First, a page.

Definitely. When it comes to STEM, particularly in academia, you’re led to believe that this is a meritocracy-based system where regardless of your background you have an equal shot to succeed. However, this is far from reality.
Unfortunately, this is a system that still mainly values traits which are typical of the white hetero alpha-male, and thus end up excluding groups outside this circle.
For instance, academia romanticizes “hard work” as a readout for success. You are often told that if you are ambitious, you need to put in extra hours (without extra pay) to achieve greatness. Besides being misleading, comments like this foster a toxic culture that excludes for example caretakers, which are mostly women. It’s important to mitigate these comments and create a more inclusive culture.
Despite some recent efforts, women are still hugely misrepresented in all STEM fields, particularly in higher roles.
Just as an example, I am the only female postdoc in my department, while there are 10 male colleagues with the same job description. Now what people sometimes struggle with understanding is the implications this has: it happens quite often, for instance, that I go through a handful of meetings throughout the day where I am the only female. Studies have shown that women are interrupted 50% of the time while talking in work meetings, and this is mostly done by men. And it’s true, it happens all the time, but for some reason, even when I bring it up, people tend to either not believe it or they don’t take it seriously. And so as a woman, you are sitting in a room where no one looks like you and no one seems very interested in what you have to say. Now this is just a “small” example of how misrepresentation worsens the imposter syndrome and confidence gap women deal with. The situation gets way worse when we look at women of colour, disabled women and queer folks. We still have a long way ahead and acknowledging the problem is the first step towards solving it.
There has been a lot of initiatives in the last decades to improve conditions for women in STEM. Where do you think we stand? Can you elaborate?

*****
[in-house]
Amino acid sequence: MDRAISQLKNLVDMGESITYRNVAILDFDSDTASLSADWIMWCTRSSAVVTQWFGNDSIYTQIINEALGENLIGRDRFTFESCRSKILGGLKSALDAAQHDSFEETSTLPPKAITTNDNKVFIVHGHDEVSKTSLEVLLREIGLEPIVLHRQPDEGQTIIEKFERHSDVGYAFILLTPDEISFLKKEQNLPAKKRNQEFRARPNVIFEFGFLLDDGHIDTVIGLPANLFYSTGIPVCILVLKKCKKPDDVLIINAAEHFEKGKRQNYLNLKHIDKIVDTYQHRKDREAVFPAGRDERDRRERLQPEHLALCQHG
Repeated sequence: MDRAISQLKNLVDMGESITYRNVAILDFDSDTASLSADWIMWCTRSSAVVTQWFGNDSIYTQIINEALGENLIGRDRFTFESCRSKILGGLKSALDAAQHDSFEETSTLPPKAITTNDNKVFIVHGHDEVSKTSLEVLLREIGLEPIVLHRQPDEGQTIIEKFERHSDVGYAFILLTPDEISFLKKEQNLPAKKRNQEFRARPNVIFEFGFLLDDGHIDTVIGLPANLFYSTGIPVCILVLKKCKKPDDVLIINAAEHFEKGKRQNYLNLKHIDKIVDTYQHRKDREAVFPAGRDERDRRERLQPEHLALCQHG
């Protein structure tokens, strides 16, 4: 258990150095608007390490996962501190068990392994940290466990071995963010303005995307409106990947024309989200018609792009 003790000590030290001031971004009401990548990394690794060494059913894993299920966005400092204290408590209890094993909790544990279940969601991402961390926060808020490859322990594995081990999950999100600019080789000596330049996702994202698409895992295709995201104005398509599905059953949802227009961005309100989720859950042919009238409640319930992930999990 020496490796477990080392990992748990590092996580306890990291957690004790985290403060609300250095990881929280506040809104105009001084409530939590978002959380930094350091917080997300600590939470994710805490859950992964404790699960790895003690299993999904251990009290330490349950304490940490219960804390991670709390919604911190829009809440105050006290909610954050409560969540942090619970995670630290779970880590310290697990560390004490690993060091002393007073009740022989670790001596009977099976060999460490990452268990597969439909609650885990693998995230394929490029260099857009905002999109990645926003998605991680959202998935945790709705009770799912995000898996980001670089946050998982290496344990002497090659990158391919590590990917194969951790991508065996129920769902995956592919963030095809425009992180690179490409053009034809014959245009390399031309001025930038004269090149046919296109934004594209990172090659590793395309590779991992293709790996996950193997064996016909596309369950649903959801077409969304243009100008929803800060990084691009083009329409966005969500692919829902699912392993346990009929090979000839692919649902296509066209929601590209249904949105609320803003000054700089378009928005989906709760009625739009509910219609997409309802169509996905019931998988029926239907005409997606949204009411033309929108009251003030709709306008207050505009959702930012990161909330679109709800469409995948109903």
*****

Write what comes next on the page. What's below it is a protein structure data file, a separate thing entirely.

While I think we should celebrate the progress we have achieved so far, I also believe it is important to acknowledge we are still quite far from equity and fairness when it comes to representation of women in STEM.
This is a systemic problem that arises very early on, as a result of both societal expectations when it comes to gender norms, and an educational system which heavily excludes young girls. And systemic problems can only be fixed using systemic solutions.
We need gender-equitable policies that foster and empower women instead of excluding them. It’s not only about getting the numbers up. It’s about fostering an inclusive culture where both women and men feel comfortable sharing their insights and opinions.
What message would you give to other women who are interested in pursuing a career in STEM?
STEM is not male. Nor is it straight, cis, white or able. STEM is for everyone and your thoughts and ideas matter.
Don’t try to fit yourself into someone else’s mould. Surround yourself with people you admire and that will help you progress because we all move quicker if we work together. Finally, recognize and advocate for other female scientists and their needs. As women, we constitute half of the world population, so it’s time to stop seeing ourselves as a “minority” and demand our seat at the table.
- Joana Faria Da Silva is also co-founder of the Green Labs and the Diversity, Equity & Inclusion Committee at NKI.